Do Over: A Novel

Do Over: A Novel

by Serena Bell

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Toe-curling? Check. Sheet-twisting? Check. But is that enough for a second chance?

Jack: I’m pretty much as tough as they come. But when a woman comes to me in tears, I’m jelly. Scratch that—when Maddie Adams comes to me in tears, I’m jelly. That’s how we ended up making our incredible son five years ago, and that’s why I practically beg her to move in with me when she’s in a tight spot. Of course, the last time I got the chance to be the hero, I let her down, but I’m not making the same mistake twice. This time, I’m going to be the man she deserves—and then I’m going to lay every ounce of sexy on her until she lets me back into her heart.

Maddie: Jack Parker is hot, and he knows it. What he’s not is a family man, something this single mom had to learn the hard way. Still, moving into his place until I get back on my feet makes all kinds of sense. He’s an old friend. He’s, ahem, the father of my child. And let’s face it, now that I’ve just been colossally dumped, we’ve got nowhere else to go. The truth is, I never could resist Jack. Living under the same roof puts dirty thoughts in my head. And when my brilliant plan backfires, my whole body is begging for a do-over. . . .

Do Over is a standalone novel with no cheating, no cliffhangers, and a satisfying happily ever after. This ebook includes an excerpt from another Loveswept title.

“Sharp, funny, charming, and impossible to put down! I adored Do Over.”—Jessica Lemmon, author of the Real Love series

“Fans of second-chance romance are going to love this, I’m sure of it. If you’re looking for a fun and grounded read, make sure to pick up Do Over.”All About Romance

“I have read several books by Serena Bell and I am never disappointed. This book was no exception. It’s sweet and sexy and emotional in all the ways that I like. . . . I love reading about a family working their way back to each other.”—Smexy Books

“I loved this story. It kept me engaged from beginning to end and I immediately connected with the characters. This is a second-chance romance, which is one of my favorite tropes. The characters are real, vulnerable, good together, and have amazing sexual chemistry.”—Cocktails and Books

Don’t miss any of Serena Bell’s delightful romances:

Product Details

ISBN-13: 9780425284285
Publisher: Random House Publishing Group
Publication date: 01/30/2018
Sold by: Random House
Format: NOOK Book
Pages: 216
Sales rank: 510,329
File size: 1 MB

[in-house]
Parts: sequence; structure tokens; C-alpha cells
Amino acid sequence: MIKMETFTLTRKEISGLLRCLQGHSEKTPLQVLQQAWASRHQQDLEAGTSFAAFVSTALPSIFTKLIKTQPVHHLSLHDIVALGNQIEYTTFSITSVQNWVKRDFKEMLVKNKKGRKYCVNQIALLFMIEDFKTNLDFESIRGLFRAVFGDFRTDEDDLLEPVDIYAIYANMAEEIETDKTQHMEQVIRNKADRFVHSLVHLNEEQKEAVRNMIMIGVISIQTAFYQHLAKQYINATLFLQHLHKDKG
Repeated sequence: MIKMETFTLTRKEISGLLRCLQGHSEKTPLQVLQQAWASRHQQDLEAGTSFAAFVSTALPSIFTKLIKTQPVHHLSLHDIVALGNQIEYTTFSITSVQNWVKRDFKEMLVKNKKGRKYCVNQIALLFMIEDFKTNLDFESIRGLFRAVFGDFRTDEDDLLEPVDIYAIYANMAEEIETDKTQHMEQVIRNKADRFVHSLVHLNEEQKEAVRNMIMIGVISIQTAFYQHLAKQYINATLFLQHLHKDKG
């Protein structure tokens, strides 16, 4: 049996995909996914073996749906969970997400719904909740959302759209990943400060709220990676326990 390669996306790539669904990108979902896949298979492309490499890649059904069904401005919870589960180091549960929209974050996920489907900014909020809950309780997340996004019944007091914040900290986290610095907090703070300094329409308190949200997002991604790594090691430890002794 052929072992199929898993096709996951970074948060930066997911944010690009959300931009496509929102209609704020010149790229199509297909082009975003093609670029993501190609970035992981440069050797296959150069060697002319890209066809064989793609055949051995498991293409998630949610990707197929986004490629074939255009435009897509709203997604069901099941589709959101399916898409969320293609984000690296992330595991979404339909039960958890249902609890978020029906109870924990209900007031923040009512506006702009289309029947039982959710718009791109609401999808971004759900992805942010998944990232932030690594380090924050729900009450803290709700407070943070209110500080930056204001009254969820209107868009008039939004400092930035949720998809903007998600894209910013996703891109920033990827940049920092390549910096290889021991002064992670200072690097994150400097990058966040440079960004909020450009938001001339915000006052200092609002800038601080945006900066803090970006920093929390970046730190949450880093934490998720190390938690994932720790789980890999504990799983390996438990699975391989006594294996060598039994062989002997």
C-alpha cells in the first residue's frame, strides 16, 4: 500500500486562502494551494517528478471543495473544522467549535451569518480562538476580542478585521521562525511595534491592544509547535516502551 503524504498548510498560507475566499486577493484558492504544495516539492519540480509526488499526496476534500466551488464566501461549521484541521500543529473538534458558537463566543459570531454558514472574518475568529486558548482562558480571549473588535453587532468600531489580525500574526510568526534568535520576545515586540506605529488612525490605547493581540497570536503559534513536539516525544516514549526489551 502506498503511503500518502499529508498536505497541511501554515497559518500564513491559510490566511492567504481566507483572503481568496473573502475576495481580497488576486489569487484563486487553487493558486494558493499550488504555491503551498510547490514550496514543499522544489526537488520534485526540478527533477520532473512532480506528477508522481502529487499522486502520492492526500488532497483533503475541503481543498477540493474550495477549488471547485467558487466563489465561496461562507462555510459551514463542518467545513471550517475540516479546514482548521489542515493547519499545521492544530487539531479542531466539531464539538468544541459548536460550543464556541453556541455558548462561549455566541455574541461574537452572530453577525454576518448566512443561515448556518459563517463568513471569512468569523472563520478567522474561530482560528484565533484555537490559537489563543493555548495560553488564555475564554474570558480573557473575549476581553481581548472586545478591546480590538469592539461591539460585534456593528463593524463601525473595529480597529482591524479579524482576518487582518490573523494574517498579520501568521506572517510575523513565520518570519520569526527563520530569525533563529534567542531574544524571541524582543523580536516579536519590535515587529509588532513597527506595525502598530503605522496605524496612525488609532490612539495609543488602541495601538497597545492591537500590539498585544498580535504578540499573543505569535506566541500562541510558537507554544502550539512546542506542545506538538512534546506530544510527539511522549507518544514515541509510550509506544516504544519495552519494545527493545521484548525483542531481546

About the Author

USA Today bestselling author and RT Reviewers’ Choice Award nominee Serena Bell writes richly emotional stories about big-hearted characters with real troubles and the people who are strong and generous enough to love them. A former journalist, Serena has always believed that everyone has an amazing story to tell if you listen closely enough, and she adores hiding in her tiny garret office, mainlining chocolate and bringing to life the tales in her head. When not writing, Serena loves to spend time with her college-sweetheart husband and two hilarious kiddos—all of whom are incredibly tolerant not just of Serena’s imaginary friends but also her enormous collection of constantly changing and passionately embraced hobbies, ranging from needlepoint to paddleboarding to meditation.

Read an Excerpt

She stands up, the movement sharp and decisive.

“You can’t go back there.”

This is not a thing I plan to say. It just pops out of my mouth. Because I’m picturing her going back to that condo she shares with Harris. The condo where she found him with his tongue on her best friend’s—

Yeah, not so much.

I can see the moment when she has the same realization.

“I can’t go back there,” she repeats. And her whole upper body kind of collapses. Her face, too. I recognize that look. It’s not unlike the look that Gabe had on his face an hour earlier when he realized that all the women in his life had abandoned him with me.

Don’t cry. Please don’t cry.

“And I definitely can’t stay with Mia.”

The way she’s cataloguing it, where she can’t go, it makes my chest hurt.

“I could—go to San Diego.”

Her mom and dad are in San Diego. They retired there right after Maddie moved into Harris’s place with Gabe. Maddie complains all the time about how far away her parents are and how infrequently Gabe gets to see them. If she went to San Diego with Gabe, it would break my mom’s and my sister’s hearts.